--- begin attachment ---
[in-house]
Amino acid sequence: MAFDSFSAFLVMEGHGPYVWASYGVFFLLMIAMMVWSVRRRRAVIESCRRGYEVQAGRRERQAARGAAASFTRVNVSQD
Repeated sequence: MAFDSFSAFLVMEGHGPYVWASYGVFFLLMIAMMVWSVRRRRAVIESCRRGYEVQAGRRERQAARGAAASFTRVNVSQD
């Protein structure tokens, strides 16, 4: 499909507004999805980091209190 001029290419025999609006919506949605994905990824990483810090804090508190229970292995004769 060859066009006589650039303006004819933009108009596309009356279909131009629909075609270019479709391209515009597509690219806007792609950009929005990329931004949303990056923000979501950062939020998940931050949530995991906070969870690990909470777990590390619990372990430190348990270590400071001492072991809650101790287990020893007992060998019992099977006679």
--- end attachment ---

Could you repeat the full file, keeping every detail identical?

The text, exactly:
[in-house]
Amino acid sequence: MAFDSFSAFLVMEGHGPYVWASYGVFFLLMIAMMVWSVRRRRAVIESCRRGYEVQAGRRERQAARGAAASFTRVNVSQD
Repeated sequence: MAFDSFSAFLVMEGHGPYVWASYGVFFLLMIAMMVWSVRRRRAVIESCRRGYEVQAGRRERQAARGAAASFTRVNVSQD
């Protein structure tokens, strides 16, 4: 499909507004999805980091209190 001029290419025999609006919506949605994905990824990483810090804090508190229970292995004769 060859066009006589650039303006004819933009108009596309009356279909131009629909075609270019479709391209515009597509690219806007792609950009929005990329931004949303990056923000979501950062939020998940931050949530995991906070969870690990909470777990590390619990372990430190348990270590400071001492072991809650101790287990020893007992060998019992099977006679």